How did you manage to get such extraordinary performances from the cast? Did you rehearse a lot before the shoot or simply direct them on the day?
I felt very lucky with the casting of this video. Casting is extremely important to me. I will often write scripts using actors and people I know as inspiration from the get go.
The alcoholic, Winer Zebollas, had a small part in another video I made here, and he made a big impression on me. He was so quiet, a real dark horse, but when you called action he changed into someone else instantly, as if he was only really comfortable in himself when acting. So I called him for the auditions.
The others were suggestions from the production company Color Monster, one of them being a guy I met while tripping on San Pedro in Cochabamba, but he unfortunately bailed. I couldn’t blame him really considering the setting of our meeting, so I called my friend Diego to replace him.
I went on instinct and put them into the roles I felt best for them, and the first run through we did was perfect. Andres was amazing, switching into this vampire like character on action. Winer of course smashed it, not overdoing the drunkenness, and really nailing this childlike persona I wanted for the character. My biggest worry was finding the right actors but they all fitted like a glove and a massive weight fell from my shoulders, we had the video and it was going to work.
We didn’t do any rehearsing at all as I am not a big fan of it, only when it’s necessary for blocking or when I have directed theatre. They all knew the story as it’s a well-known urban legend, so there wasn’t much need to explain the background to it. One of the actors, who says ‘cheers’ just before the alcoholic falls to the ground, is Cristian Morales, our DIT who managed to back everything up and then jump back on set to act!
You’ve certainly got under the skin of street life in Bolivia. What inspired the narrative? Is it a completely meaningless reason why they kill him?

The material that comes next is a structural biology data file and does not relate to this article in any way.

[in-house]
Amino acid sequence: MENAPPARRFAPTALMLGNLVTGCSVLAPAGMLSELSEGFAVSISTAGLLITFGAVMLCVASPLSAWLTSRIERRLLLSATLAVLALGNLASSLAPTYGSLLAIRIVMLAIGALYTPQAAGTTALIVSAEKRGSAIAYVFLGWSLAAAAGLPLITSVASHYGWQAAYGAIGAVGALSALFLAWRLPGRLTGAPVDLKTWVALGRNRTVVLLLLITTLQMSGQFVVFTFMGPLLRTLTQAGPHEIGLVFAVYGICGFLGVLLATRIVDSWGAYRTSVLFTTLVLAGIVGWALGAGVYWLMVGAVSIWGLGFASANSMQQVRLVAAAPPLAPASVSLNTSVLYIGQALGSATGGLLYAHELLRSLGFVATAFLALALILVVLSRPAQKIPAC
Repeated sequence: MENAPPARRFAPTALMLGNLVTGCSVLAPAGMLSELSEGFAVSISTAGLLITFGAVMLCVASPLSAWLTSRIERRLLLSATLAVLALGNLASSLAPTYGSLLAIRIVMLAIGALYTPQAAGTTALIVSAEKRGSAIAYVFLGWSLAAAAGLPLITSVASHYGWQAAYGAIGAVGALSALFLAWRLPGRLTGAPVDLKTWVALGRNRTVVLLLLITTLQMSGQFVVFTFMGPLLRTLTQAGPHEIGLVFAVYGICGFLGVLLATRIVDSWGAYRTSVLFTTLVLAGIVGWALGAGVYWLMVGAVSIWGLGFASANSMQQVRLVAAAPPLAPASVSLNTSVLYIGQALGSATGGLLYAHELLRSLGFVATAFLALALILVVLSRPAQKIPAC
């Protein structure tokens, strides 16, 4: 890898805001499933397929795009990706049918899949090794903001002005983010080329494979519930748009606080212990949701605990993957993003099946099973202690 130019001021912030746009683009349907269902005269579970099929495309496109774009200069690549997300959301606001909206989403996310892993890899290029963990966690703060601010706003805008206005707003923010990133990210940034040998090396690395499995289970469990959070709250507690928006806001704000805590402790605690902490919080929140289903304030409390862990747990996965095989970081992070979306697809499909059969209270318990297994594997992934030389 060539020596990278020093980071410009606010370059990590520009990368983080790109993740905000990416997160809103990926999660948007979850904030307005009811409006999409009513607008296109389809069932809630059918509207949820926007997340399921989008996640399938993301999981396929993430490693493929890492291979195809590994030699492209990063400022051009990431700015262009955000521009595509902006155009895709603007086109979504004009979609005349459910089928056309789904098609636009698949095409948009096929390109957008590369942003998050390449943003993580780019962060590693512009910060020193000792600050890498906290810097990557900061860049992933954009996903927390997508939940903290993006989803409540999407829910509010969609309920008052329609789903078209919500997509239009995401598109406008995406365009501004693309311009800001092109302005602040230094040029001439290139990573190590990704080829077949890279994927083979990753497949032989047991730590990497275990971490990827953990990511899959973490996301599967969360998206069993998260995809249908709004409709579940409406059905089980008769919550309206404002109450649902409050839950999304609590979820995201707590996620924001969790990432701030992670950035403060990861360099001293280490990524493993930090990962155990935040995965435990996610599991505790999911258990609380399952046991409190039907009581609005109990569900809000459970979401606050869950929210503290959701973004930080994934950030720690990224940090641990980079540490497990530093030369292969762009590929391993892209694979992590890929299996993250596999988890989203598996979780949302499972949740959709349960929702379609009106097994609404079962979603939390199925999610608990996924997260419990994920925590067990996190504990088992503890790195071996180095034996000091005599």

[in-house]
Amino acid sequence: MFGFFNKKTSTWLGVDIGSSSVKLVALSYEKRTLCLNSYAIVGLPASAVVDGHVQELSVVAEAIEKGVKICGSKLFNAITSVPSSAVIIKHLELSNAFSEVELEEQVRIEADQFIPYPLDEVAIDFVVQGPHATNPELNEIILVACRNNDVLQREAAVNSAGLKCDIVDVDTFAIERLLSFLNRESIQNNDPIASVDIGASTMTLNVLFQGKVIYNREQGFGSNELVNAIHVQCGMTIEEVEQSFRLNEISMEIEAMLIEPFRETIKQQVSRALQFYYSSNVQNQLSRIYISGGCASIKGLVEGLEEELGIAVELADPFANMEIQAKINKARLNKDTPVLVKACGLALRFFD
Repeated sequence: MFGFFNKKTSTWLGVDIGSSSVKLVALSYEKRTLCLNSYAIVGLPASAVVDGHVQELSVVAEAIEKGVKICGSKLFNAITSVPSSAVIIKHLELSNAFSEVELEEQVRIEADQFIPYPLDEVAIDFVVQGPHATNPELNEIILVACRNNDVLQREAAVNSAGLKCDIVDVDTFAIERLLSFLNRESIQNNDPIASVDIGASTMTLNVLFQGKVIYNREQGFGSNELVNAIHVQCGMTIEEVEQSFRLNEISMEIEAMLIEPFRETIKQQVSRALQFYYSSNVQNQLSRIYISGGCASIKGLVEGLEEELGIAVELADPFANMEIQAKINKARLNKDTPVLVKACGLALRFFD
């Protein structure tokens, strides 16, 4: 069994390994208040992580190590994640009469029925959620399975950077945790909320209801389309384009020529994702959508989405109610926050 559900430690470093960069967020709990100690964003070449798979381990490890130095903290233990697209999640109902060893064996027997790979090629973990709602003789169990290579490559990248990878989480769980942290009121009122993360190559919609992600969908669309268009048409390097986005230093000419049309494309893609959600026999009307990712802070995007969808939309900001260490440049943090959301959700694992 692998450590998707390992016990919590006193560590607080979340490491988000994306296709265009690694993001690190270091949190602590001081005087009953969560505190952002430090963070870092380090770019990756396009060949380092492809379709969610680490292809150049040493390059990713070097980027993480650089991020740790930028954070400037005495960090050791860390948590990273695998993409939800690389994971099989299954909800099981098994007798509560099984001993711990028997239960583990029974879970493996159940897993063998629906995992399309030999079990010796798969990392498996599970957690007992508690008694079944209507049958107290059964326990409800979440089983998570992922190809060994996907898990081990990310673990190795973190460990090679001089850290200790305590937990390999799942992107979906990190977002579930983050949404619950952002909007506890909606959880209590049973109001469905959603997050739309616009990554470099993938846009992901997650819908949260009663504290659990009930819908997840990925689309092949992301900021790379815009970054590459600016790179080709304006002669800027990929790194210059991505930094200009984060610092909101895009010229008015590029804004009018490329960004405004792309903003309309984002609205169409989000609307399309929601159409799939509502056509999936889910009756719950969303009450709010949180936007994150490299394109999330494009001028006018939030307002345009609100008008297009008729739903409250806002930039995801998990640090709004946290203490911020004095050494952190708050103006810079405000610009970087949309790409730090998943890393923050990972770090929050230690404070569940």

When I first arrived in Bolivia and started to get to know people here and heard different stories, the one that really affected me was about how builders would conspire with the architect to kidnap a street alcoholic, bring them to the construction site, and feed and give them alcohol until they passed out. They then would bury them alive in the foundation of the building to give it strength, as a sacrifice. I heard that it was usually for the big high-rise buildings and large structures like bridges. For houses they tended to use llama fetuses for example.
All of it is hearsay, stories, I haven’t found one single article, but it seems to me that it’s a hidden fact. It’s such a strong superstition and so normalized that it’s not investigated by the authorities but I did hear very convincing stories from people who knew builders, and even from a guy who knew a builder on the site we filmed saying that there was a body buried in the other hole.
But to think that the architect would happily allow us to essentially re-create the same murder scene in the same location seemed absurd. He came to the shoot and watched with excitement. I mean, in general, can you imagine an architect in the UK allowing you to film the burial of a homeless man in his not yet finished construction for a nominal fee? Only in Bolivia.
And of course, only Ferdi (Fernando Ballivian) our location manager could sort something like this out. He got us the police station and a police car in return for a football trophy in our last video.
But just as I was finishing writing up this piece, my friend got back to me after seeing the video. She started telling me about her dad who is an architect, and that he witnessed his builders carrying in a dead alcoholic to the building site. They told him it was normal, that it had to be done to give strength to the construction and to keep them safe from harm. It really frightened him to see it, but he said that the man was already dead. This is the first time I have heard the story from a trustworthy source, but from hearing it so often from so many stories, for me, it’s undoubtedly true that this happens.